Mental health and story telling
I’ve been asked to write about my inspiration for doing a PhD linked to mental health. Once upon a time, my friend Sujana, a very wise lady from Nepal, gave me a book called Women Who Run with the Wolves. In it, the author Clarissa Estés examines folk tales from a healing perspective. That is, we have the power to heal ourselves if we listen to the stories within and around us. Reading the stories I was reminded of the two battered and dusty fairy tale books I own: presents my mum gave me as a child. The emotions they raised; the joy, the fear, the happiness and anxiety, probably influenced me more than any other literature in my life. They taught me about compassion, and that one should never give up. What could this possibly have to do with a PhD?
Does it surprise you to learn that some of the most well known thinkers, writers and philosophers in history, such as Plato, Albert Einstein, Freud, and C.S. Lewis, know about the power of tales? Freud wrote that, “the storyteller has a peculiarly directive power over us; by means of the moods he can put us into, he is able to guide the current of our emotions”.
Woman Who Run with the Wolves reminded me of the emotional impact stories could have. Another inspiration was The Treehouse, by Naomi Wolf. A woman’s story of her father, their relationship, and the lessons he taught about keeping happiness in one’s life through creativity and playfulness. I was also drawn to storytelling—pressing passed old furs, on the inside of a forgotten wardrobe—to The Waverley Bar, Edinburgh, where once a month people meet to share stories; new, old, real, and fantastical. Once I’d linked storytelling and health it made me realise that I was weaving the threads of these things into my life. Although I was extremely lucky to be happy with where I was living, and my social life, I was miserable working in an office.
So I wrote a PhD proposal about storytelling and mental health. At first I had a vague idea that stories could be used to heal but not if it was a feasible project. And how could I use this idea to help people? Who would I help? What work had already been done on the subject? Soon, I realised that nothing conclusive had been done. There is work on writing therapy and professionals, such as psychologists, using story in one to one sessions but nothing specifically on traditional storytelling.
I then had the opportunity to go to Beyond the Boarders, storytelling festival, where I talked to Dr Killick who has done some work on emotional intelligence with Neil Frude. Basically this looks at how stories teach us how to respond appropriately to situations in our life according to the society we live in. When we listen to a story it can allow room for reflection, by the brain consciously and unconsciously linking it to previous experiences.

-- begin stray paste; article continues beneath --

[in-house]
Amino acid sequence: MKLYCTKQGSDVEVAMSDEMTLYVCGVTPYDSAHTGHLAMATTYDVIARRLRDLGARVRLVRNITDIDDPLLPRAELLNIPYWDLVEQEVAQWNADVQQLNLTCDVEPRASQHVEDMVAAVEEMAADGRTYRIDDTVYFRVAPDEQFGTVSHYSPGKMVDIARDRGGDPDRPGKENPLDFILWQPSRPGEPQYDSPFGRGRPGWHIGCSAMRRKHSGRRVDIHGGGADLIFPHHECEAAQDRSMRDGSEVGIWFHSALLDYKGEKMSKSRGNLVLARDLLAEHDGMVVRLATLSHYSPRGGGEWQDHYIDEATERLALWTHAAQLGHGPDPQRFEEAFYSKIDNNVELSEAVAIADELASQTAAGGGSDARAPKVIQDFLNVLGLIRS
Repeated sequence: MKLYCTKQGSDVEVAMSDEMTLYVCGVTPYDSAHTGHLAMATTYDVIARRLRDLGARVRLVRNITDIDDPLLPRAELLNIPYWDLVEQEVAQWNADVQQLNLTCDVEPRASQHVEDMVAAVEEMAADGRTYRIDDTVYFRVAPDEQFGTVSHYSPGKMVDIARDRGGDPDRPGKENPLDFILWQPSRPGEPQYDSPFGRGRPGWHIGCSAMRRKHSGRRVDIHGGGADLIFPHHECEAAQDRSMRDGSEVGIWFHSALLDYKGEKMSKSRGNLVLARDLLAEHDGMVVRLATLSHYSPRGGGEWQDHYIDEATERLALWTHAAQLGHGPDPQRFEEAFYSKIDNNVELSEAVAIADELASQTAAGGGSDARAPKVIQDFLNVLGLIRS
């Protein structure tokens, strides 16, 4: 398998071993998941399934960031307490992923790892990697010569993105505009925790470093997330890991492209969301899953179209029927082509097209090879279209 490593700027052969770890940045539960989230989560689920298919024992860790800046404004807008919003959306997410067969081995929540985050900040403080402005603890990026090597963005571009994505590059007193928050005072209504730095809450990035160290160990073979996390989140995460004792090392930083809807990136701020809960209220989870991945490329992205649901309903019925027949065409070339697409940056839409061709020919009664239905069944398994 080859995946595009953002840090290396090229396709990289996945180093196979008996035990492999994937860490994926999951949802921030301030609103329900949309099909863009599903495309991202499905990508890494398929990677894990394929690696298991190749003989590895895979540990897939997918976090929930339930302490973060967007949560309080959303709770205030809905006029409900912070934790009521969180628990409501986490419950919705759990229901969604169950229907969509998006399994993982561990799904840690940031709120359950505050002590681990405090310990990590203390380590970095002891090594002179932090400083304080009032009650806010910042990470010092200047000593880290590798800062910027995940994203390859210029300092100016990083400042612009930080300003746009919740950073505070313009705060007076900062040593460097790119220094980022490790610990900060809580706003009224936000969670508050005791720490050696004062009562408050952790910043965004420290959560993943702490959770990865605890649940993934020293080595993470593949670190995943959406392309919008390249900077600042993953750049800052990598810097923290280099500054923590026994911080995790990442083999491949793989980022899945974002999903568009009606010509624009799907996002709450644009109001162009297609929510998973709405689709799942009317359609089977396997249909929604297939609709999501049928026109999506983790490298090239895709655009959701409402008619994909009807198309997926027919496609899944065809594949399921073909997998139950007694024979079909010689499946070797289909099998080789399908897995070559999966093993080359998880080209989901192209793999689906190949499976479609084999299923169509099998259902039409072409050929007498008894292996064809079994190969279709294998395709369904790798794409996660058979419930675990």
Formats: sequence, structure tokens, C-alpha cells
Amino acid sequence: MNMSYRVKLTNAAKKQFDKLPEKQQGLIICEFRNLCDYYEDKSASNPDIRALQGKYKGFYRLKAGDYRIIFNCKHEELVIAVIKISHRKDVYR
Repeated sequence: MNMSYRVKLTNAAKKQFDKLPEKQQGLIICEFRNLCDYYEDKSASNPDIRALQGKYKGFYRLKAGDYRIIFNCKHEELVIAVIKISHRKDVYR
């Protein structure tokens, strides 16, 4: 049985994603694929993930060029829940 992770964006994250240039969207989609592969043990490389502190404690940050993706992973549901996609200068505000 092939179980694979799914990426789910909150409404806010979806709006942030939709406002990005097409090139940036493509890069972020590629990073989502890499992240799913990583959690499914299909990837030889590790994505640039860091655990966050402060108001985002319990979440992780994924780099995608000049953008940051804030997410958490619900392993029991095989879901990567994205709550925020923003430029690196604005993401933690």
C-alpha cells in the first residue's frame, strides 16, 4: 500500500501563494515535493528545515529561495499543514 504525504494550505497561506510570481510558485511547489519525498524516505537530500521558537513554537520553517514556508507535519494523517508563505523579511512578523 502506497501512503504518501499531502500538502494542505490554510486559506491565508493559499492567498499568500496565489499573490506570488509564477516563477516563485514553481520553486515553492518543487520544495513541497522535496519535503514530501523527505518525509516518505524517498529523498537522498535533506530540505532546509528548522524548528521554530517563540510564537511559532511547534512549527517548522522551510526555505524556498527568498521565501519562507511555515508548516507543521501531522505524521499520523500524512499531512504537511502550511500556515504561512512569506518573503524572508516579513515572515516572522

Our earliest influencers are our parents, grandparents or families—in whatever form they take. The stories our loved ones share, the values and knowledge pass on to us are important because we form narratives of our lives based on the stories around us and therefore our self-identity. If this is damaged it affects our ability to deal with the challenges life throws at us. So I think it is important to research this area and encourage storytelling in schools and communities. Expanding technologies may allow us new and fresh ways to bring ideas to life but there is something pleasurable about one person sharing a story with others face to face.
Estés, Clarissa Pinkola. Women Who Run With the Wolves: Contacting the Power of the Wild Woman. London: Rider, 1992.
Freud, Sigmund. The Standard Edition of the Complete Psychological Works of Sigmund Freud. Volume XVII (1917 – 1919). London: Vintage, 2001: 251.
Frude, Neil and Killick, Steve. Family Storytelling and the Attachment Relationship. Psychodynamic Practice 17.4 (2011): 441-445.
Pratt, Michael., Joan Norris, Shannon Hebblethwaite, and Mary Arnold “Intergenerational Transmission of Values: Family Generativity and Adolescents’ Narratives of Parent and Grandparent Value Teaching.” Journal of Personality 76.2 (2008): 171-98.
Rantala, Kati. “Narrative Identity and Artistic Narration: The Story of Adolescents’ Art.” Journal of Material Culture. 2.2 (1997): 219-239. Sage Journals. 2012. Sage Publications: 221.
Wolf, Naomi. The Tree House. London: Virago, 1997.